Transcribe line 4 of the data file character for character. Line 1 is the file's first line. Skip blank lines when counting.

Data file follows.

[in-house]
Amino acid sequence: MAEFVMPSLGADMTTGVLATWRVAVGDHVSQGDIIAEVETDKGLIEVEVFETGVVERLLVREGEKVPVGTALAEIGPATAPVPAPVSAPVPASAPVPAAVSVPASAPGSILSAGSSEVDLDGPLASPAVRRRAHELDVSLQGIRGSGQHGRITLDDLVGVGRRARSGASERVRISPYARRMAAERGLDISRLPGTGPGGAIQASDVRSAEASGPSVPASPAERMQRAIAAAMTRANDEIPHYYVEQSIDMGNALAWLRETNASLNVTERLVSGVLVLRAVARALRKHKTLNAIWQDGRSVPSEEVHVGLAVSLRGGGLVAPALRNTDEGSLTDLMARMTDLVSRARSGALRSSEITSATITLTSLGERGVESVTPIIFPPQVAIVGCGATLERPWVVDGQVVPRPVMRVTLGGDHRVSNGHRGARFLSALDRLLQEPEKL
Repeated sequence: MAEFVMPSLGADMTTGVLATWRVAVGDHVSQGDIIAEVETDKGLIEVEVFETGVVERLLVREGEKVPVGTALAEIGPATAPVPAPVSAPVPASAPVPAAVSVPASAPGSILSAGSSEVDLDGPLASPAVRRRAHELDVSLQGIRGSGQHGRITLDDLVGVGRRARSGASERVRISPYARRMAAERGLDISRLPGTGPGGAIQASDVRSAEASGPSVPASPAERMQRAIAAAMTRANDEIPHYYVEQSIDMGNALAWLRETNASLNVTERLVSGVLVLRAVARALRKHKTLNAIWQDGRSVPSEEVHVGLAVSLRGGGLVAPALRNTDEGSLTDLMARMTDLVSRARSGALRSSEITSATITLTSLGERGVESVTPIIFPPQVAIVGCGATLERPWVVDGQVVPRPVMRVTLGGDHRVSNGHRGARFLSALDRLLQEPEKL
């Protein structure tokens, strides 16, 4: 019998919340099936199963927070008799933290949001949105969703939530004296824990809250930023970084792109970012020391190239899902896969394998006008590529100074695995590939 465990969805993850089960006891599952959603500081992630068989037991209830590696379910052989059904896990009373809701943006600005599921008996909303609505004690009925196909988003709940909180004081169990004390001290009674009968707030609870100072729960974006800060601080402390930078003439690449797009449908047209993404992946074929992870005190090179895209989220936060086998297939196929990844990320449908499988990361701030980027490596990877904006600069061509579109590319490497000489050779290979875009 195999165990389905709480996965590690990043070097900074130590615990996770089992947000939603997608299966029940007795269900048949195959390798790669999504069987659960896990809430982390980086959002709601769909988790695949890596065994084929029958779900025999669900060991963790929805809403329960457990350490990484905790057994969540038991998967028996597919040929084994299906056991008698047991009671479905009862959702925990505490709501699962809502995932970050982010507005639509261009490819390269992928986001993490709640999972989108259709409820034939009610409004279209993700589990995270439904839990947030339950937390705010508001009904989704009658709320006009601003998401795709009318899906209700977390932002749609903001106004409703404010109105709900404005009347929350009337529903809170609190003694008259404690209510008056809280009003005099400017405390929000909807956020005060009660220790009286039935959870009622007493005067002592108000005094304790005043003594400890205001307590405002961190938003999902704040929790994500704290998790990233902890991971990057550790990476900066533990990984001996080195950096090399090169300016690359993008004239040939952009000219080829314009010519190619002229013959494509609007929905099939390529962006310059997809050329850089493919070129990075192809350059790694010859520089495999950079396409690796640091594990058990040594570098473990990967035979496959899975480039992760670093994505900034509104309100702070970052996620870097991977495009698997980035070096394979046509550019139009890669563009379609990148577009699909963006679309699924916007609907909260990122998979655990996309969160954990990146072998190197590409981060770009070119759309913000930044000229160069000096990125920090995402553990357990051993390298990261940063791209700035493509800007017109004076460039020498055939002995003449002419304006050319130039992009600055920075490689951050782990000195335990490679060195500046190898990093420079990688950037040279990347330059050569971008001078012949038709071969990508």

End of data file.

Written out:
């Protein structure tokens, strides 16, 4: 019998919340099936199963927070008799933290949001949105969703939530004296824990809250930023970084792109970012020391190239899902896969394998006008590529100074695995590939 465990969805993850089960006891599952959603500081992630068989037991209830590696379910052989059904896990009373809701943006600005599921008996909303609505004690009925196909988003709940909180004081169990004390001290009674009968707030609870100072729960974006800060601080402390930078003439690449797009449908047209993404992946074929992870005190090179895209989220936060086998297939196929990844990320449908499988990361701030980027490596990877904006600069061509579109590319490497000489050779290979875009 195999165990389905709480996965590690990043070097900074130590615990996770089992947000939603997608299966029940007795269900048949195959390798790669999504069987659960896990809430982390980086959002709601769909988790695949890596065994084929029958779900025999669900060991963790929805809403329960457990350490990484905790057994969540038991998967028996597919040929084994299906056991008698047991009671479905009862959702925990505490709501699962809502995932970050982010507005639509261009490819390269992928986001993490709640999972989108259709409820034939009610409004279209993700589990995270439904839990947030339950937390705010508001009904989704009658709320006009601003998401795709009318899906209700977390932002749609903001106004409703404010109105709900404005009347929350009337529903809170609190003694008259404690209510008056809280009003005099400017405390929000909807956020005060009660220790009286039935959870009622007493005067002592108000005094304790005043003594400890205001307590405002961190938003999902704040929790994500704290998790990233902890991971990057550790990476900066533990990984001996080195950096090399090169300016690359993008004239040939952009000219080829314009010519190619002229013959494509609007929905099939390529962006310059997809050329850089493919070129990075192809350059790694010859520089495999950079396409690796640091594990058990040594570098473990990967035979496959899975480039992760670093994505900034509104309100702070970052996620870097991977495009698997980035070096394979046509550019139009890669563009379609990148577009699909963006679309699924916007609907909260990122998979655990996309969160954990990146072998190197590409981060770009070119759309913000930044000229160069000096990125920090995402553990357990051993390298990261940063791209700035493509800007017109004076460039020498055939002995003449002419304006050319130039992009600055920075490689951050782990000195335990490679060195500046190898990093420079990688950037040279990347330059050569971008001078012949038709071969990508």